EDITORIAL 215 DOWNLOADS

Factor Analysis: a means for theory and instrument development in support of construct validity

Mohsen Tavakol1 and Angela Wetzel2

1School of Medicine, Medical Education Centre, the University of Nottingham, UK

2School of Education, Virginia Commonwealth University, USA

Submitted: 13/10/2020; Accepted: 25/10/2020; Published: 06/11/2020

Int J Med Educ. 2020; 11:245-247; doi: 10.5116/ijme.5f96.0f4a

© 2020 Mohsen Tavakol & Angela Wetzel. This is an Open Access article distributed under the terms of the Creative Commons Attribution License which permits unrestricted use of work provided the original work is properly cited. http://creativecommons.org/licenses/by/3.0

Factor analysis (FA) allows us to simplify a set of complex variables or items using statistical procedures to explore the underlying dimensions that explain the relationships between the multiple variables/items. For example, to explore inter-item relationships for a 20-item instrument, a basic analysis would produce 400 correlations; it is not an easy task to keep these matrices in our heads. FA simplifies a matrix of correlations so a researcher can more easily understand the relationship between items in a scale and the underlying factors that the items may have in common. FA is a commonly applied and widely promoted procedure for developing and refining clinical assessment instruments to produce evidence for the construct validity of the measure.

In the literature, the strong association between construct validity and FA is well documented, as the method provides evidence based on test content and evidence based on internal structure, key components of construct validity.1 From FA, evidence based on internal structure and evidence based on test content can be examined to tell us what the instrument really measures - the intended abstract concept (i.e., a factor/dimension/construct) or something else. Establishing construct validity for the interpretations from a measure is critical to high quality assessment and subsequent research using outcomes data from the measure. Therefore, FA should be a researcher’s best friend during the development and validation of a new measure or when adapting a measure to a new population. FA is also a useful companion when critiquing existing measures for application in research or assessment practice. However, despite the popularity of FA, when applied in medical education instrument development, factor analytic procedures do not always match best practice.2 This editorial article is designed to help medical educators use FA appropriately.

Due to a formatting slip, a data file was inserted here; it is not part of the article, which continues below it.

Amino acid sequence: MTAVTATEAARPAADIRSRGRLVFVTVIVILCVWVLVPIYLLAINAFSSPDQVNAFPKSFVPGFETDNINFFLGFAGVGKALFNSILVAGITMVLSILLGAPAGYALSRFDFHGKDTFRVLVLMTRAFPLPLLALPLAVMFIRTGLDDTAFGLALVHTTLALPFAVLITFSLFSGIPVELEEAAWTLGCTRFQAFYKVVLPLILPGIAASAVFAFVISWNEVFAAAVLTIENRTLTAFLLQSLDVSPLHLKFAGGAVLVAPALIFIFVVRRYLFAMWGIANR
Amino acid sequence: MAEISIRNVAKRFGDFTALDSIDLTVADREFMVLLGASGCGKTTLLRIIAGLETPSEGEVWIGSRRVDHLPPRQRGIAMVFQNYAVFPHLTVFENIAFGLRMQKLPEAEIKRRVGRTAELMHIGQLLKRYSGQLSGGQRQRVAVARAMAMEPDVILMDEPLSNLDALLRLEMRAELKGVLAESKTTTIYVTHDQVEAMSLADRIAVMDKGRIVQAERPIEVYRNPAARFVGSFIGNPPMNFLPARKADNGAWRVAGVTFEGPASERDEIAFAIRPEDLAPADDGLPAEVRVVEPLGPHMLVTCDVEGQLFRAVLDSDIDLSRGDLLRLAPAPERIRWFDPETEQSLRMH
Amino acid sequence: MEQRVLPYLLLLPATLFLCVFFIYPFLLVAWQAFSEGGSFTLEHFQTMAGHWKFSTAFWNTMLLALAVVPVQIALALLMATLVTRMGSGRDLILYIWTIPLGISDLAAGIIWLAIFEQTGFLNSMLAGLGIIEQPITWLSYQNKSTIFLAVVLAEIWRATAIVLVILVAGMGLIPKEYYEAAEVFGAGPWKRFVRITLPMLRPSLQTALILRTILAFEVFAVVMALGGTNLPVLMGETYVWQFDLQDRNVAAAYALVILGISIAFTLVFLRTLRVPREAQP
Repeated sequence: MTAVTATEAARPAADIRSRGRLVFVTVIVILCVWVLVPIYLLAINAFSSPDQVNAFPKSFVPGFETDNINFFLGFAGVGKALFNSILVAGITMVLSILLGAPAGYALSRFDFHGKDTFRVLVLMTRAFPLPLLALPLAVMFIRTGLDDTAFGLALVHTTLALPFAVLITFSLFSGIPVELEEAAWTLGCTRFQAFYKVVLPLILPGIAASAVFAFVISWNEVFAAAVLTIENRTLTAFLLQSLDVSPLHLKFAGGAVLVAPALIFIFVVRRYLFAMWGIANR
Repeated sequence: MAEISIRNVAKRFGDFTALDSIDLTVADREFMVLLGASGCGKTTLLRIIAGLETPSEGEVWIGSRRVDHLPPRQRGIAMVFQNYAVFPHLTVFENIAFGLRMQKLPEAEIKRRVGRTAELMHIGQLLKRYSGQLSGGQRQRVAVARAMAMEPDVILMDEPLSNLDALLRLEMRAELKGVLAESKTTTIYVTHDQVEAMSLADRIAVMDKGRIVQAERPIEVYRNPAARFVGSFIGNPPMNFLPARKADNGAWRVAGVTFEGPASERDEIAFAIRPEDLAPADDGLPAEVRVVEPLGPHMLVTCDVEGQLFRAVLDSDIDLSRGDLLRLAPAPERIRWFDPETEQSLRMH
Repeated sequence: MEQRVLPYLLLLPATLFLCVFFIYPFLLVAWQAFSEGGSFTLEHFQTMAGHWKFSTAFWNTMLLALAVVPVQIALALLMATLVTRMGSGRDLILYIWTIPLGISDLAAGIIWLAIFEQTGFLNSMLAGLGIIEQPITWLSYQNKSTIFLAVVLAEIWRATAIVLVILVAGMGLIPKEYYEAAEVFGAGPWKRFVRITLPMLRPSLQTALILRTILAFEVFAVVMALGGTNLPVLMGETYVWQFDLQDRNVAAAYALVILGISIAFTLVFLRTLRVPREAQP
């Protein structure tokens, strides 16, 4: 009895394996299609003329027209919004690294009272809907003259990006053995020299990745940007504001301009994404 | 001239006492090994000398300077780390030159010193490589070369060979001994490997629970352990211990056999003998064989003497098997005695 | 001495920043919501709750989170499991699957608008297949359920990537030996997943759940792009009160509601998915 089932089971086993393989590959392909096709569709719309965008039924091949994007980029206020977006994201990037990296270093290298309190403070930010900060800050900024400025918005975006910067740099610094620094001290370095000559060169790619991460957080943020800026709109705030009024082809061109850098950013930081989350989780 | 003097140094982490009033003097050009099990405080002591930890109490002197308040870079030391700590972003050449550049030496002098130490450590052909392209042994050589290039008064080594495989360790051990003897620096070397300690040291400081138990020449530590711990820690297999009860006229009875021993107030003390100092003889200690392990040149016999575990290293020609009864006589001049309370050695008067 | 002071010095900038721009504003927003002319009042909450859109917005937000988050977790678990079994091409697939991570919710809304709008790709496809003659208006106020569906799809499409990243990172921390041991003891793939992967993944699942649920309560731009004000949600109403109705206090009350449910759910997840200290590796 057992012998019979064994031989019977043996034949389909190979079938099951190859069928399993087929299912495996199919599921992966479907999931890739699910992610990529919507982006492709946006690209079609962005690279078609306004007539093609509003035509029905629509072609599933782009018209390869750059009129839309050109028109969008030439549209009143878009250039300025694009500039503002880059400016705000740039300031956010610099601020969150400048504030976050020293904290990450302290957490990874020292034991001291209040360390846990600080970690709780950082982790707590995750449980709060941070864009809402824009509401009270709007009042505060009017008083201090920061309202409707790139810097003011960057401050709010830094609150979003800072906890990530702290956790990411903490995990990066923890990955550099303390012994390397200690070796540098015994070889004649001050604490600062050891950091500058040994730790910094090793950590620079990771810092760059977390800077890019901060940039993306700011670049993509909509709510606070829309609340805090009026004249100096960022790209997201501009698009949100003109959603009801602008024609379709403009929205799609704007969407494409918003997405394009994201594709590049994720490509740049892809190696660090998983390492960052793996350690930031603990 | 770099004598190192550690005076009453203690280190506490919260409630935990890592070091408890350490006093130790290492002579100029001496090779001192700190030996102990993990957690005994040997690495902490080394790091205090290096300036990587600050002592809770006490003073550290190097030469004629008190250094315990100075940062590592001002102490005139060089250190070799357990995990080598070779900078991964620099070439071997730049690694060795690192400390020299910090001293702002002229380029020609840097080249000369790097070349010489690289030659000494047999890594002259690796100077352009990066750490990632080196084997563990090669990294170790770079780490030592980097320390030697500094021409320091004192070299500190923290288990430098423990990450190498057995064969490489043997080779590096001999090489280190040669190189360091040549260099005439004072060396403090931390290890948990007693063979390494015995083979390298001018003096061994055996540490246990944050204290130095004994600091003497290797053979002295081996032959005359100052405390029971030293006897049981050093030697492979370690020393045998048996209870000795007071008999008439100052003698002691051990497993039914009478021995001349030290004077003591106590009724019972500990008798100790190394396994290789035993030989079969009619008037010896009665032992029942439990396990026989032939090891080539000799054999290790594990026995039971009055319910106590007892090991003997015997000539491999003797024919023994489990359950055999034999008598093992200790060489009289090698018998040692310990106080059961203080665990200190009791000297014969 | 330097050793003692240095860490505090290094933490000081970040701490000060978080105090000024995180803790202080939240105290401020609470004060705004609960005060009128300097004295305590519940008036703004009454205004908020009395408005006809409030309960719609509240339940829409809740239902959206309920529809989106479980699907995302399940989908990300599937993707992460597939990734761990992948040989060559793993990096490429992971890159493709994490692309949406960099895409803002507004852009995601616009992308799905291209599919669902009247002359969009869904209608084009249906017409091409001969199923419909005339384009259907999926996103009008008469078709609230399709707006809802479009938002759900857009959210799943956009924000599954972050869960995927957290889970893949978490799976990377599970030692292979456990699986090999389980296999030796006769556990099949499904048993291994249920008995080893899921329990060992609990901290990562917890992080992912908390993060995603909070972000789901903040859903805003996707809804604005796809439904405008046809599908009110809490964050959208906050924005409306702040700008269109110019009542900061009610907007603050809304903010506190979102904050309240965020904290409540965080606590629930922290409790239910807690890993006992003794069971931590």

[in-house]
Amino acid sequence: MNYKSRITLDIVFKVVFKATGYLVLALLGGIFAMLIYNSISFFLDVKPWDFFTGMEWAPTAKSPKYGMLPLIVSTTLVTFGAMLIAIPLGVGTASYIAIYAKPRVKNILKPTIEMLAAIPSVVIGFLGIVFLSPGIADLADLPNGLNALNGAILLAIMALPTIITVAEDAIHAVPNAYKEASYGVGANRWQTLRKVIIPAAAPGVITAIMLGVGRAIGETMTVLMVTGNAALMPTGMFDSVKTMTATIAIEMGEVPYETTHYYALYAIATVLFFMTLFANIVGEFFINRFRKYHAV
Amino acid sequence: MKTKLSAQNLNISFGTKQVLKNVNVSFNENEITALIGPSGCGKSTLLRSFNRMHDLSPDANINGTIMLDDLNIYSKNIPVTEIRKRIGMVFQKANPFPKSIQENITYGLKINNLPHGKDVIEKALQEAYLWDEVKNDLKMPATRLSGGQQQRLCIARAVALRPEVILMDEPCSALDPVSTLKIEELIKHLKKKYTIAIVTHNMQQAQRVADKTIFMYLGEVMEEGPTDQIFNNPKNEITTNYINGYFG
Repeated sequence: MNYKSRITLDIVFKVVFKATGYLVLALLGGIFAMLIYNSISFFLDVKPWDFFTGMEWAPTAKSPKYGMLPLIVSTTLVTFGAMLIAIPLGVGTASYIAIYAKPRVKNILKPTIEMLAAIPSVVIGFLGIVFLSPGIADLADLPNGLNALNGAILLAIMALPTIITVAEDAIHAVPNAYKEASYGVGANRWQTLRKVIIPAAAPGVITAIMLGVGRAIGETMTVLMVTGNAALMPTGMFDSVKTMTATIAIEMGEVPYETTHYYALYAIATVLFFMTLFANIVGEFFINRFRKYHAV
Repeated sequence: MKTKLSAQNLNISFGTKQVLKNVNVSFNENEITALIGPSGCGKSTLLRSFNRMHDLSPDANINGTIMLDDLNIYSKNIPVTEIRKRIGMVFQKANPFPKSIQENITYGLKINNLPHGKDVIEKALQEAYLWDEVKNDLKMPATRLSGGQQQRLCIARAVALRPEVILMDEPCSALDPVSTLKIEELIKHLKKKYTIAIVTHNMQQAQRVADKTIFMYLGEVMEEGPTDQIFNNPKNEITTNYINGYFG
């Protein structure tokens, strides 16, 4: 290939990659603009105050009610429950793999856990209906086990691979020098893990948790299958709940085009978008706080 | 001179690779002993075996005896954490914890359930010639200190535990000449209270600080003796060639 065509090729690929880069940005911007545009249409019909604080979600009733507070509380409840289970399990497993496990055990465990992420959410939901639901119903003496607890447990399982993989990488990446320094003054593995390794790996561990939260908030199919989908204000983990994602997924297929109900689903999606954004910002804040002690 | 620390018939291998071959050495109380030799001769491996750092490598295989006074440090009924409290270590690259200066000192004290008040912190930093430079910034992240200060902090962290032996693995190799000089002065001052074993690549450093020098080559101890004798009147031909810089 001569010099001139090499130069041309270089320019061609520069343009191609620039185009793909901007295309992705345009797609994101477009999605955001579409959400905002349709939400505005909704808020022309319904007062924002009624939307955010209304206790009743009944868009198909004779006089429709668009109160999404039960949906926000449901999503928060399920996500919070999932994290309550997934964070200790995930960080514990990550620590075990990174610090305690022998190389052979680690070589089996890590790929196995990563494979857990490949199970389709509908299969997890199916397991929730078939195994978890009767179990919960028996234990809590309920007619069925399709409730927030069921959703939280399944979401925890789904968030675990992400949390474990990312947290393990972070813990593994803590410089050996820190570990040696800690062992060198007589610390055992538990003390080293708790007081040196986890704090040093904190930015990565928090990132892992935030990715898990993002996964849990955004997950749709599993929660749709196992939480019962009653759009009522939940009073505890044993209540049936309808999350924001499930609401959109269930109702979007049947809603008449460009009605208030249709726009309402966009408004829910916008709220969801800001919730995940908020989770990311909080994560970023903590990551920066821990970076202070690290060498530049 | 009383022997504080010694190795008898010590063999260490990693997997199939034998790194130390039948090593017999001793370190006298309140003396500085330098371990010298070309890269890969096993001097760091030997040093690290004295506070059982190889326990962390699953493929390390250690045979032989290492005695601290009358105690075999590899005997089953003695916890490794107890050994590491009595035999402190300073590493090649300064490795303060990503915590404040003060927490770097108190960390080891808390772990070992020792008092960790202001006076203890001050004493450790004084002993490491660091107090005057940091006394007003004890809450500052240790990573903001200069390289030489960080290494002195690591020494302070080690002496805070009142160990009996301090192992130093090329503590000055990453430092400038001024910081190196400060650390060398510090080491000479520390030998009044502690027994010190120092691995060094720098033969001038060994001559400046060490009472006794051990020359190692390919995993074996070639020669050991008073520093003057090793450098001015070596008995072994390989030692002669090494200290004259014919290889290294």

The Applications of FA

The applications of FA depend on the purpose of the research. Generally speaking, there are two most important types of FA: Explorator Factor Analysis (EFA) and Confirmatory Factor Analysis (CFA).

Exploratory Factor Analysis

Exploratory Factor Analysis (EFA) is widely used in medical education research in the early phases of instrument development, specifically for measures of latent variables that cannot be assessed directly. Typically, in EFA, the researcher, through a review of the literature and engagement with content experts, selects as many instrument items as necessary to fully represent the latent construct (e.g., professionalism). Then, using EFA, the researcher explores the results of factor loadings, along with other criteria (e.g., previous theory, Minimum average partial,3 Parallel analysis,4 conceptual meaningfulness, etc.) to refine the measure. Suppose an instrument consisting of 30 questions yields two factors - Factor 1 and Factor 2. A good definition of a factor as a theoretical construct is to look at its factor loadings.5 The factor loading is the correlation between the item and the factor; a factor loading of more than 0.30 usually indicates a moderate correlation between the item and the factor. Most statistical software, such as SAS, SPSS and R, provide factor loadings. Upon review of the items loading on each factor, the researcher identifies two distinct constructs, with items loading on Factor 1 all related to professionalism, and items loading on Factor 2 related, instead, to leadership. Here, EFA helps the researcher build evidence based on internal structure by retaining only those items with appropriately high loadings on Factor 1 for professionalism, the construct of interest.